The International Maritime Organization (IMO) recently approved regulatory changes that will require ships to improve their CO2 emissions per transport work annually. In the best-case scenario, the new amendments may not be damaging to the industry’s efforts to reduce its carbon footprint. In the worst-case scenario, the ships’ CO2 emissions will rise, as more ships will be needed to obtain the required improvements.
Amendments to MARPOL Annex VI have been adopted, introducing procedures facilitating port State control’s (PSC) sampling from fuel oil tanks to verify the sulphur content. The amendments will enter into force on 1 April 2022.
At the launch of the Fourth International Maritime Organization’s Greenhouse Gas Study, eyes rested primarily on the fact that CO2 emissions from the shipping industry rose between 2012 and 2018. The focus on this six-year period diverted attention from what should not have been missed – the year 2009.
As 1 January 2020 approaches and the sulphur regulation from the International Maritime Organization (IMO) comes into force, BIMCO is experiencing an increase in questions related to the discord between the verification produces for statutory fuel oil samples and commercial fuel oil samples. Here, BIMCO provides its interpretation on the discord.
The fuel oil carriage ban from the International Maritime Organization (IMO) that will come into force on 1 March 2020 has prompted questions regarding the possibility of blending fuel on board ships to achieve compliance. Here, BIMCO offers its view on the regulatory aspects of whether on board blending can be considered compliant.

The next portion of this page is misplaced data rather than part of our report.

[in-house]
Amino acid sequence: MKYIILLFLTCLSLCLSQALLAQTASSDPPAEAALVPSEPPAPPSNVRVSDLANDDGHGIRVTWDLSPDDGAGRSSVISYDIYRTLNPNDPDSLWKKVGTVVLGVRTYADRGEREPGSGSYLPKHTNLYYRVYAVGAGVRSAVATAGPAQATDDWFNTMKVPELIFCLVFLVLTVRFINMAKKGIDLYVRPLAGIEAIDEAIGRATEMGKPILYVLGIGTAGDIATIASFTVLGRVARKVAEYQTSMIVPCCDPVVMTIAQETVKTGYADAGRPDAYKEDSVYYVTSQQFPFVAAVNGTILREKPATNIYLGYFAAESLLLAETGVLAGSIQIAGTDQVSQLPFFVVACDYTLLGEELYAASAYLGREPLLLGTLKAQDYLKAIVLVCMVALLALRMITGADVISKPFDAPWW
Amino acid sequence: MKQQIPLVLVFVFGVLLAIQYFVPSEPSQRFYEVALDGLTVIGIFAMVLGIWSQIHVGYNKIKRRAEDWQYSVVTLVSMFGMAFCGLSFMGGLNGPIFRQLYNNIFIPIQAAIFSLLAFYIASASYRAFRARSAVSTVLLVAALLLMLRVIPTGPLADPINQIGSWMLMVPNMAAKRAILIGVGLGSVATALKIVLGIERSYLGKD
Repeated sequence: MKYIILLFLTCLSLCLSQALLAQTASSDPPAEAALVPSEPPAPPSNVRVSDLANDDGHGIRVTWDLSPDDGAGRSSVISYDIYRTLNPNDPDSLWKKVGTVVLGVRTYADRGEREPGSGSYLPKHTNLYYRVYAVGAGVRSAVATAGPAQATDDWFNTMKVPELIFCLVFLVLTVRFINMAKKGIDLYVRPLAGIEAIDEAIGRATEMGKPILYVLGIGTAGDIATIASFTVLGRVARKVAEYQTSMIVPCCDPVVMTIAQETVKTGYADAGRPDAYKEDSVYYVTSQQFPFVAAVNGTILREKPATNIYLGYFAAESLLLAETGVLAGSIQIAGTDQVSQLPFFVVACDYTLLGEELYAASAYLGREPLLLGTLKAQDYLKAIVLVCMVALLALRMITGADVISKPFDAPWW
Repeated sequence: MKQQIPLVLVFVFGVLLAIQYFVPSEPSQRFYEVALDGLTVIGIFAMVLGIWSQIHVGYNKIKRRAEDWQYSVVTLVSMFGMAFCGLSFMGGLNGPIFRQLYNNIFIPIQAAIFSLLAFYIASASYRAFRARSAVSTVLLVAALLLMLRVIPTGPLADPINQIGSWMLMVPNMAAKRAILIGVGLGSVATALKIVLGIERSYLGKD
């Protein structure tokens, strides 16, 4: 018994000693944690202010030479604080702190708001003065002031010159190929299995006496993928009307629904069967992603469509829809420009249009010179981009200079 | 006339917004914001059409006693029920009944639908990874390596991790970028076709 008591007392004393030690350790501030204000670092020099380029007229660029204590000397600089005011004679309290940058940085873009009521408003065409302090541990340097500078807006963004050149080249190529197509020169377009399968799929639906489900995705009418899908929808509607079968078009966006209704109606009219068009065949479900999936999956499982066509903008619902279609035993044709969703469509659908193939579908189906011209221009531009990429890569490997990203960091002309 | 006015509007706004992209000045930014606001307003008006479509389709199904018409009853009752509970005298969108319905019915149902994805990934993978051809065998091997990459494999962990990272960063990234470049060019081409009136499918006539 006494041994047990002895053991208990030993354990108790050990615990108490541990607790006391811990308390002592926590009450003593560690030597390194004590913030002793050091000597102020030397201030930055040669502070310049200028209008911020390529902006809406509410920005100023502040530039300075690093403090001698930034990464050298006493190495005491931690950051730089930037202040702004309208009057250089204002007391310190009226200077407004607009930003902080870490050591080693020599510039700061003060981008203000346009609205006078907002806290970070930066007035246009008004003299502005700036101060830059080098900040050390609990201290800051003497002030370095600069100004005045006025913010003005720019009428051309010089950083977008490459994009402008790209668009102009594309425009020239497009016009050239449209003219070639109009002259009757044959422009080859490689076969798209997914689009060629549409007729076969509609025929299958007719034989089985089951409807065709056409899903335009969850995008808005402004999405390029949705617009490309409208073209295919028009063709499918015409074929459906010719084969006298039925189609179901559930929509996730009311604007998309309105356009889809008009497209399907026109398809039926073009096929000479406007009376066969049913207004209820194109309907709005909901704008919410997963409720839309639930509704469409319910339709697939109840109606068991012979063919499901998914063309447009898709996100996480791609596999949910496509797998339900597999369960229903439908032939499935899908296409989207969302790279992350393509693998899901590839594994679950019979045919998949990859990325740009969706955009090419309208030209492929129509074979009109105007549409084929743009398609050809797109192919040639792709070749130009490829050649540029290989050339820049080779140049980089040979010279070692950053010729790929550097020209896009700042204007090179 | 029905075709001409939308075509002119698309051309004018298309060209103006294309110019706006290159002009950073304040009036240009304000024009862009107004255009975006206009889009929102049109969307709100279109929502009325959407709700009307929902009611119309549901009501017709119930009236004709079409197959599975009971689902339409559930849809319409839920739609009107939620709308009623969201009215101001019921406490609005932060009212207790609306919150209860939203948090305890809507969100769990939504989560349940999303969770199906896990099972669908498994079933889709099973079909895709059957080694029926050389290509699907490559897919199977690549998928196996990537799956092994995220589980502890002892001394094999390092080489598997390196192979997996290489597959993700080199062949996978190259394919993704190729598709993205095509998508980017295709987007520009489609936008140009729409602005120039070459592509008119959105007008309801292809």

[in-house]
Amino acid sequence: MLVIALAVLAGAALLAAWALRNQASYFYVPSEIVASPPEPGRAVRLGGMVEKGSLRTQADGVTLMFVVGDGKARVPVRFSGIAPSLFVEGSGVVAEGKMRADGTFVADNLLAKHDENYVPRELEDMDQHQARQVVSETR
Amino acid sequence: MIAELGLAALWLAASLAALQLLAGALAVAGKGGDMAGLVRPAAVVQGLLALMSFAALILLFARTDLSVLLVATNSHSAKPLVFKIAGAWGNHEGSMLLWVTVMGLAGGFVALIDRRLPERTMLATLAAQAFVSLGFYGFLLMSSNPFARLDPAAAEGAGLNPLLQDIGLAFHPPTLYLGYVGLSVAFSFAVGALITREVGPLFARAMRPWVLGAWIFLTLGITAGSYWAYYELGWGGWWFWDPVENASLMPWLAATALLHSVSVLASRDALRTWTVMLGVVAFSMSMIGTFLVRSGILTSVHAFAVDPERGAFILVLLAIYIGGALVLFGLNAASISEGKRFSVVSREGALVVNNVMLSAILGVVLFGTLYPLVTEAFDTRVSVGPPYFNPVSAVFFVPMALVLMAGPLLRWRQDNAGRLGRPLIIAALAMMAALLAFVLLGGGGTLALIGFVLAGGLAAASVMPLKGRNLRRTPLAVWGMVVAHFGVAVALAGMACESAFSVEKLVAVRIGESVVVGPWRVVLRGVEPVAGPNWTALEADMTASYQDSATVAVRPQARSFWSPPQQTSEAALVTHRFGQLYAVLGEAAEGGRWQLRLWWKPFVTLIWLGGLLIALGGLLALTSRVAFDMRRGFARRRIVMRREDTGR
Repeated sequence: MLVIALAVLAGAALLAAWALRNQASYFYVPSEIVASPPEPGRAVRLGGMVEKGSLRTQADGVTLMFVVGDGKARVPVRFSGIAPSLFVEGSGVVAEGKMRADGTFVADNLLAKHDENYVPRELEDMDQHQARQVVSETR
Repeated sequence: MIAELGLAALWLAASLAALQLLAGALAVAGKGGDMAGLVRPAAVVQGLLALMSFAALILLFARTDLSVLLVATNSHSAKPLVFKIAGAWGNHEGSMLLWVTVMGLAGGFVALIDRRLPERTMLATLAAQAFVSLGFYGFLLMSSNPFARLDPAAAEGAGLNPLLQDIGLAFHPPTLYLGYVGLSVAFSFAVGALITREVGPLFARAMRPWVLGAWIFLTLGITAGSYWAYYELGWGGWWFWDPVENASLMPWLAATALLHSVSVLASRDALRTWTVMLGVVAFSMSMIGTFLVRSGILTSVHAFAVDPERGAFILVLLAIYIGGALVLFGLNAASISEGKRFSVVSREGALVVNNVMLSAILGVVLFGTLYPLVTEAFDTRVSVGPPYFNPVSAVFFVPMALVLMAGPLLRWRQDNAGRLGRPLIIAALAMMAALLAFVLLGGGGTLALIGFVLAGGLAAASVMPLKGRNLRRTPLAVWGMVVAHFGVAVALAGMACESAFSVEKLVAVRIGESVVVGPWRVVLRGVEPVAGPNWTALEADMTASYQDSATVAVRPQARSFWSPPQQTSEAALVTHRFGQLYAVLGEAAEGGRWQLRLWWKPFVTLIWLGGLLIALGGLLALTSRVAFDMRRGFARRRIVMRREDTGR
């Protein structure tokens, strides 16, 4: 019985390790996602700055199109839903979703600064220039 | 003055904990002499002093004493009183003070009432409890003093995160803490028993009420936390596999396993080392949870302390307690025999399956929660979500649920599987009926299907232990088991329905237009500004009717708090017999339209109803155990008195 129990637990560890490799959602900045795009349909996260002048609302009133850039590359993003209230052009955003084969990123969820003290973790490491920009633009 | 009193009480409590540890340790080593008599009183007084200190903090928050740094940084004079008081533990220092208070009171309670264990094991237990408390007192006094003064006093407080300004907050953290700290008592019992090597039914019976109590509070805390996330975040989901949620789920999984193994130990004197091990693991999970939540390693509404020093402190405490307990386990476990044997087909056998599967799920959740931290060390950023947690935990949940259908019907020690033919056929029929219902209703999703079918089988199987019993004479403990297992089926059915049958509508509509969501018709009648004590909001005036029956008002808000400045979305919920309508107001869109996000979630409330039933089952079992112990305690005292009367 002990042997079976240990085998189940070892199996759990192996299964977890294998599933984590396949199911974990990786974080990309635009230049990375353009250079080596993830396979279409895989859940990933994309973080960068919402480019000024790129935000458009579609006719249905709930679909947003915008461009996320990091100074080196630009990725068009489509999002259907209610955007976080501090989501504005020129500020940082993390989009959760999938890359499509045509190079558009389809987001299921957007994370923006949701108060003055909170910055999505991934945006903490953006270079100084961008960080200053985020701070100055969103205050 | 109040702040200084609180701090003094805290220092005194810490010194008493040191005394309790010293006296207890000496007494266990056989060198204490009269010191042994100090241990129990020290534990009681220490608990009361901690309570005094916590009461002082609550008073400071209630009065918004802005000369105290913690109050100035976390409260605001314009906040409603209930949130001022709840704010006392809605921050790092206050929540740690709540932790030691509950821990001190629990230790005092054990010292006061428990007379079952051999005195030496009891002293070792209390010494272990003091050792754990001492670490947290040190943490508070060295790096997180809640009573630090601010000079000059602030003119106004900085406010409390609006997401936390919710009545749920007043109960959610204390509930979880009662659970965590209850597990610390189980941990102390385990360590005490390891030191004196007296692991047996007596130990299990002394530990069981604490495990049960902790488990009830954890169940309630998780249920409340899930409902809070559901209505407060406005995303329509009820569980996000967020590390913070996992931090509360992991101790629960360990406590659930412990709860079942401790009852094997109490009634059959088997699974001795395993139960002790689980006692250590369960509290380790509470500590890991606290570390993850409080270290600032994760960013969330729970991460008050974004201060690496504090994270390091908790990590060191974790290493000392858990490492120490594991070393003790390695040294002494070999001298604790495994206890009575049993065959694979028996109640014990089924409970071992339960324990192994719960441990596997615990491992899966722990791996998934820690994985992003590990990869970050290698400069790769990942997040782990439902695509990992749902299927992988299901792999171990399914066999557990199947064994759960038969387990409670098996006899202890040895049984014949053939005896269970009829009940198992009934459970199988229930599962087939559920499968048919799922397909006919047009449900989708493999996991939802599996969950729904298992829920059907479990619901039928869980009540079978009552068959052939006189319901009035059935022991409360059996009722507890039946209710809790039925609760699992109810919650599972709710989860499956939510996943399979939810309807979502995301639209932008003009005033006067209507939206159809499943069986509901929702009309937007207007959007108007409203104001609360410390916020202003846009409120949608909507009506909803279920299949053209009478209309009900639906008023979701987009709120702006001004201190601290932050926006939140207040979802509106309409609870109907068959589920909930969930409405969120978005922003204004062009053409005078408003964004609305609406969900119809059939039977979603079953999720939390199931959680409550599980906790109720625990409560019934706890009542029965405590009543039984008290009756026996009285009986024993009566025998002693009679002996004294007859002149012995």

This guideline helps the reader understand stability and compatibility issues. Furthermore, it explains the different test methods, both for onboard evaluation and for tests performed in laboratories. It compliments and expands on the information given in ISO/PAS 23263:2019 and supports the ISO standard 8217:2017 on specifications of marine fuels.
The carriage ban that comes into force on 1 March 2020 will quickly make the challenges of the 1 January 2020 sulphur limit fade, according to BIMCO’s Deputy Secretary General, Lars Robert Pedersen. When the ban kicks in, covering the basics or reaching for the Fuel Oil Non-availability Report (FONAR) will no longer be enough.
The Fuel Oil Non-availability Report (FONAR) is not a get-out-of-jail-free card. What is meant as a useful last resort for a ship arriving with non-compliant fuel at a port could come with an expensive price tag.
Veritas Petroleum Services (VPS) publish regular Bunker Alerts based entirely on fuel samples and have kindly permitted BIMCO’s Members to access this information.
The Bunker Alerts are not intended to be an evaluation of overall bunker quality in the port or area concerned, but usually highlight a specific parameter within the fuel which has raised a quality issue.